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Thursday, 25 June 2009

FEATURE: Barbie – Life and Soul

Barbie, in Melody Maker days, on a pilgrimage to Macca

She only came for three months. Now, after 17 years, Barbie Drillsma is leaving as ABSW Administrator. Ted Nield asks her: what next?

I first met Barbie in the mid 1980s when I was writing regularly for New Scientist. Now and then, if something of mine was deemed worthy of the cover, it became the subject of a news release written by the magazine’s media relations person. Barbie didn’t strike me as a typical PRO, and I guess she doesn’t strike many as a typical ‘membership organisation administrator’ either. Nevertheless she has been the life and soul of the ABSW for almost as long as I can remember.

Barbie started the hard way, indentured for three “slave” years on the Liverpool Weekly News, the Widnes Weekly News and the Runcorn Daily News. After gaining her NCTJ she freelanced for the Liverpool Daily Post and Liverpool Echo and various other regional papers. She got her big break when she was twice runner-up for the Woman Journalist of the Year Award, which opened the way to a string of assignments for glossy magazines, including NOVA.

Equally adept on the PR side, Barbie worked as a public relations officer for Liverpool City Council, and then landed a dream job as North West Correspondent for Melody Maker. As she describes it, Barbie’s life then seems like something out of Life on Mars – mornings covering magistrates’ courts, afternoons drinking with off-duty rossers, and evenings trailing around clubs and hotels after the biggest names in the music business.

They were, as she says, ‘heady days’ – so heady in fact that she sometimes found herself covering the court appearances of the very people she had been at gigs with the evening before. Reviewing appearances of everyone from Bowie to Zeppelin, Barbie’s frank reviews earned her the singular honour of having her picture used as a dartboard on the dressing-room door at the Marquee Club. She claims there is no connection, but at this point Barbie ran away to Katmandu for six months (people did this sort of thing then). Duly finding herself “skint in Iran, having to hitch all the way back”, she decided to start taking things seriously. After that, things begin to take on more familiar form.

Moving to London, Barbie freelanced as a media officer for a number of IPC mags and met Bernard Dixon, then Editor of New Scientist, who persuaded her to take on NS as part of her portfolio. Shortly afterwards Mike Kenward took over. Any story she didn’t understand, she tells me, she would show to a certain bass-playing PhD student she had lately met called Lionel Milgrom. Through Lawrence McGinty, who left New Scientist as News Editor, she also became media relations officer for the newly founded C4 News.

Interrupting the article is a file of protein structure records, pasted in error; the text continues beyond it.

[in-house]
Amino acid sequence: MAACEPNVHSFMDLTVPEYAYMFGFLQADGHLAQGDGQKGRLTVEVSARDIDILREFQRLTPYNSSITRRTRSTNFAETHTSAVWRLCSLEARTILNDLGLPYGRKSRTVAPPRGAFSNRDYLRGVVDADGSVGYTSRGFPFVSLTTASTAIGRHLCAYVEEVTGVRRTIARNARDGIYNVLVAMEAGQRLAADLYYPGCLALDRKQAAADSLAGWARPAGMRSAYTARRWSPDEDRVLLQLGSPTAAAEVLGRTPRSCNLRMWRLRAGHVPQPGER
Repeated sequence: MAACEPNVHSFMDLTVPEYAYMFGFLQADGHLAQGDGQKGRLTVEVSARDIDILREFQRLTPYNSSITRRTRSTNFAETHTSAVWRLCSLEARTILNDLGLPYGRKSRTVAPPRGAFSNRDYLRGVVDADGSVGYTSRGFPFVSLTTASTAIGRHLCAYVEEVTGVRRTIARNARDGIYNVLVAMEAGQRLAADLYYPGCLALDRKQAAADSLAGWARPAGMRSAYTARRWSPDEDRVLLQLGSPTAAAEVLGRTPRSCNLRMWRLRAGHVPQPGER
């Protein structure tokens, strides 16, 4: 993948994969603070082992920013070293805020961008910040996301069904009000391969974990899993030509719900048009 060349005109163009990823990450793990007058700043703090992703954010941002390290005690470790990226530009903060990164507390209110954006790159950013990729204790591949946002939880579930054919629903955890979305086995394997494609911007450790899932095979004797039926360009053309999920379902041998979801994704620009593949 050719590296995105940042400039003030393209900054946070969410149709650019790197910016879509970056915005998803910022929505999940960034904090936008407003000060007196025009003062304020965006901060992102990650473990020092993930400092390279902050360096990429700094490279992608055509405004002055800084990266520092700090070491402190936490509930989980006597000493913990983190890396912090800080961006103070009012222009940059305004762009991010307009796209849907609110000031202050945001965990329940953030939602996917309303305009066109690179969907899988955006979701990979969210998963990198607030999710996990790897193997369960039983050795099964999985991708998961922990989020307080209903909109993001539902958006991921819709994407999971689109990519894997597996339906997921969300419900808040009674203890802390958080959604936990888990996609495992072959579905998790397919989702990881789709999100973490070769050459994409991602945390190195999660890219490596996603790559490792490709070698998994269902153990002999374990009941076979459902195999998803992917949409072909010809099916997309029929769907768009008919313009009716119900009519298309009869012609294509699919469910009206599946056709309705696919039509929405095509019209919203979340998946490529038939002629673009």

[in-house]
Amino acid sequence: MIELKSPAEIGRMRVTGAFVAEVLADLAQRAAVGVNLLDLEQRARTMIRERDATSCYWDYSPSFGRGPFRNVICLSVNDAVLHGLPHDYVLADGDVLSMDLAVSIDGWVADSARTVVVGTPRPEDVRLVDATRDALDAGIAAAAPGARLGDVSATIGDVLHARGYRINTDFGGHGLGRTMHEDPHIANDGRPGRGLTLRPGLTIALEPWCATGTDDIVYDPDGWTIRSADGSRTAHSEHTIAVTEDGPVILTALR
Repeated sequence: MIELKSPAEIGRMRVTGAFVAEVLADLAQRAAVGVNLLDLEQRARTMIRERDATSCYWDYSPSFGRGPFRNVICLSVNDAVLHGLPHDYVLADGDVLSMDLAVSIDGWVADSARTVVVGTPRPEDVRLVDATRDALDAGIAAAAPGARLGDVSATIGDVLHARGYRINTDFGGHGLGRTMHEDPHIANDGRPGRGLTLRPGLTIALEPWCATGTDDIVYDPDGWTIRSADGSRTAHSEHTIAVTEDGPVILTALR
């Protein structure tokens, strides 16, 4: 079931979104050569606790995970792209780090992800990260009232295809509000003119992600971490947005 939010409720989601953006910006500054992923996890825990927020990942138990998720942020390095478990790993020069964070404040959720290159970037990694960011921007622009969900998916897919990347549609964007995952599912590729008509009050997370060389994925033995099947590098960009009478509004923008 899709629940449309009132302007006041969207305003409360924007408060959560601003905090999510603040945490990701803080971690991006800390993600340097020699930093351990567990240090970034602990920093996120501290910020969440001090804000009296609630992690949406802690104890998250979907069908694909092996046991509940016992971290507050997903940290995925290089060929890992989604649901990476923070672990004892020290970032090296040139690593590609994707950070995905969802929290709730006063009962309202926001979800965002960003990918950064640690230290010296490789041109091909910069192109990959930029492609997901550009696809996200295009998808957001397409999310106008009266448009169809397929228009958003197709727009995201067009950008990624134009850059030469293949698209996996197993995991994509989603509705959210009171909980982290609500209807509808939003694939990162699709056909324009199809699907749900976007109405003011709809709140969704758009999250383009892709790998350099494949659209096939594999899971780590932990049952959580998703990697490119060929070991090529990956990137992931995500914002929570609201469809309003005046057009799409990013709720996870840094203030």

Many ABSW members will be aware of the colourful relationship that Barbie and Mike Kenward still enjoy. She tells me: “I love Mike. Really. Under that brusque exterior there’s a really kind and helpful guy, driven to total distraction by my lack of technical skills. But I am really grateful to him, because he introduced me to the world of science journalism and was very supportive over my maternity leave.”

Her fate, and that of ABSW, became linked when Pearce Wright, then Science Correspondent of The Times, invited her out (“Spot of lunch, dear heart?”) to beg three months’ help “on the admin side”. When Pearce mentioned the dreaded subject of ABSW accounts, Barbie demurred; but his reply was: “You’re a journalist – you do your expenses don’t you?” And so Barbie was hired – though she continued to write freelance in between her two official ABSW days per week (though in reality much more than that, as every ABSW Chair since Wendy Barnaby will attest).

When she joined, the ASBW had just over 200 members. Now it has nearer 600, and Barbie knows many of them personally. Highlights? “I loved it when there was more money around and reporters had time to lunch” she says. “Monthly off-record briefings at the Civil Service Club were a great success. And I adore being involved in the European Union of Science Journalists Associations (EUSJA), and making it spend its money on its members!”

So, what of the future? Barbie is not going very far away. She is still the ASBW’s EUSJA representative (and is in fact Vice President). After that, she will stay on the Executive Committee, to advise all those who will have to turn the handles after she lets them go in August. Barbie plans to perfect her French (daughter Amy lives in Paris now), keep up the freelance writing and maybe take up a part-time degree in History of Art. Or write a bonkbuster.

For the girl reporter who got thrown out of Bowie’s hotel by security for being a groupie, but who kept coming back to get the interview, persistence is a Barbie strong-point. And those heady Liverpool days ought to provide plenty of material…

Ted Nield
Outgoing Chair